African entrepreneurs rank the EU as the region offering the most profit potential to new African Business, despite Europe’s recent economic woes. One in three (32 per cent) say the EU is the most potentially lucrative global region, while just three per cent say the same of North America.
These findings are drawn from a report by business qualifications body, the Association of Business Executives (ABE), that reveal the attitudes of 12 000 of its African business students towards entrepreneurship. The largest number of responses was from Malawi followed by (in order) Zambia, Kenya, Ghana, Mauritius, Botswana, Tanzania, Sierra Leone, Cameroon, Nigeria, Zimbabwe, Namibia and all other 17 countries in Africa where ABE has students. The report has inspired ABE’s new Entrepreneurship Diploma, which also launched in Africa recently.
After the EU, East Asia was voted the most potentially profitable region by 24 per cent of African entrepreneurs, even though companies from that region are heavily investing in Africa. Africa itself trailed in third place, as only 18 per cent of entrepreneurs consider that trade within the continent offers the most potential for profit, regardless of the recent growth in Africa’s economies.
Of its African businesses students surveyed, ABE — which provides a range of business management qualifications to more than 50 000 students worldwide every year — found that 95 per cent plan to start a business. Two thirds plan to start their business within the next five years, and one in seven will do so within the next 12 months. However, more than two fifths of students surveyed also said that education must improve to support current economic growth, with one in five feeling that governments should introduce new policies to improve education to support the growth of new businesses.
Here are some other highlights from the report.
- A mere one per cent of respondents see more foreign aid as the primary answer to the African jobs crisis highlighted by the Organisation for Economic Co-operation and Development (OECD). Almost half (47 per cent) of African business students said that to create jobs, Africa must focus on improving support for entrepreneurs. The second most important need was for education systems that were geared to skills that match available jobs.
- Bill Gates is by far the business person most admired by African entrepreneurs The Microsoft chairman attracted 37 per cent of the vote from budding entrepreneurs. Apple’s late CEO Steve Jobs is second with 17 per cent. The highest rated African businessman — cement king Aliko Dangote — received 3 per cent of the vote.
- Just 7 per cent of entrepreneurs are primarily motivated by wealth attainment. Their primary reasons were to prove personal ability or achievement (32 per cent) and the current lack of jobs (29 per cent), similarly reported in the recent OECD study into unemployment in Africa.
- 74 per cent of respondents said that their government needs to introduce regulatory reform to the business environment to support the growth of their country’s economy. Next most important is improving education, with 43 per cent believing that this will support economic growth.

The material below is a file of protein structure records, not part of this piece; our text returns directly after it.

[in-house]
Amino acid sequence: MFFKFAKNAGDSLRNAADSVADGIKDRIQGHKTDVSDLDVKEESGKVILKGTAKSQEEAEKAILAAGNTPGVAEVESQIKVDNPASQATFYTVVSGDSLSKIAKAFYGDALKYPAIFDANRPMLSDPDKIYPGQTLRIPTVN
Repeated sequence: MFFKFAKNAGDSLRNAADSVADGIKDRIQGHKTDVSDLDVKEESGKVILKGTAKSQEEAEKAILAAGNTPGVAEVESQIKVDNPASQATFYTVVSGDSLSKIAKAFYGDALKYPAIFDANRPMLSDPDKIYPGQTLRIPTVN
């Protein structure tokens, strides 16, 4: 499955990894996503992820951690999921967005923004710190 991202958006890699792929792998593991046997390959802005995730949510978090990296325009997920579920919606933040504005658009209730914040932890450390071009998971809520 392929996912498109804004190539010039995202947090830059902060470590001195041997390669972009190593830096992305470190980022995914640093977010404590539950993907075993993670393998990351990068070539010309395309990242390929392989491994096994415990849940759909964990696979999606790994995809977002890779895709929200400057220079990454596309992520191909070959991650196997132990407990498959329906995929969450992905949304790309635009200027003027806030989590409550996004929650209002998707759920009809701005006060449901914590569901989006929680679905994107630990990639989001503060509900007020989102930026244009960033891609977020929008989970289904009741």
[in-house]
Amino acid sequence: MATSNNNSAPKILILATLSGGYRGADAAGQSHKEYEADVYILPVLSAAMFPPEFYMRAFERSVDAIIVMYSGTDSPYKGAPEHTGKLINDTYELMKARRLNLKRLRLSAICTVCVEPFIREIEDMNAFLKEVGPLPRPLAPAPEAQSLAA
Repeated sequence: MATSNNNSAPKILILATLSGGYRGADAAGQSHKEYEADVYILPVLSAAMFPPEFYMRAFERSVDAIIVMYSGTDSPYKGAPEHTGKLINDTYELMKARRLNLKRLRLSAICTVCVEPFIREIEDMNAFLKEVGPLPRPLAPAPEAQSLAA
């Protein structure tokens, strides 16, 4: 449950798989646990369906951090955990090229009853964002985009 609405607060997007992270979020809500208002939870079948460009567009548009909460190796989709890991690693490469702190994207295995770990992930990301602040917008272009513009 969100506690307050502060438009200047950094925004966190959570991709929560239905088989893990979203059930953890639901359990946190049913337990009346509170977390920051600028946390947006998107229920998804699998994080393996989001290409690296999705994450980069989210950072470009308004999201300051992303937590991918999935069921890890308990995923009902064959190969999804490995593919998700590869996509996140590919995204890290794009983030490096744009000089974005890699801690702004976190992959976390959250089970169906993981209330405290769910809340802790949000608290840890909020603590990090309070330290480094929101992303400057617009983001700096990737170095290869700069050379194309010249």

- 68 per cent believe that an innovative and creative mind is the most vital attribute of an entrepreneur. Only 29 per cent believe that developing a network of contacts is the most important characteristic, challenging the continent’s reputation for its ‘contact culture’.
The full report also includes attitudes towards employment and employing others, setting up a business and the qualities required, barriers, sectors with the most potential, how long the economic boom will continue and what is needed to create jobs.
Kenyan College first to offer new Diploma in Entrepreneurship
ABE is improving the available education for entrepreneurially-minded Africans by launching its new Diploma in Entrepreneurship. Makini College in Nairobi, Kenya is the first accredited college in Africa to offer the qualification. The diploma is designed to enhance young Africans’ business understanding, focusing on identifying business opportunities, understanding customers, clarifying market demand, conducting market research and constructing a business plan.
Anne Kathambara-Omware, from Makini College in Kenya, said: “The Diploma in Entrepreneurship will help people who want to start their own business, but it will also help people to find jobs or obtain promotions as all organisations will gain from employing someone with an entrepreneurial outlook.”
Jonathan Swindell, Head of Business Development and Publishing for ABE, said: “ABE’s entrepreneurial African students are recognising their continent’s role on the international business stage, and the largest proportion of Africa’s future business leaders have their eyes firmly set on trade with the EU. The results of ABE’s survey clearly show the level of entrepreneurial enthusiasm across Africa, buoyed by African business students’ confidence in the continent’s recent economic success. More than half the entrepreneurs polled believe that Africa’s current boom will last at least another 10 years, and a third of those believe it will endure for 20 years or more.
However, much still needs to be done to support new African businesses and entrepreneurs. The OECD recently reported that 40 million African youths are currently unemployed — representing 60 per cent of Africa’s jobless. Africa boasts six of the world’s fastest growing economies, but — as many of the African entrepreneurs ABE questioned believe — greater emphasis must be placed on entrepreneurship education to sustain growth and create jobs. ABE’s new Diploma in Entrepreneurship will provide the skills and knowledge to match Africa’s entrepreneurial drive. This will enable budding entrepreneurs to turn their ideas into profitable businesses, and help to ensure that the next Bill Gates will be from Africa.”
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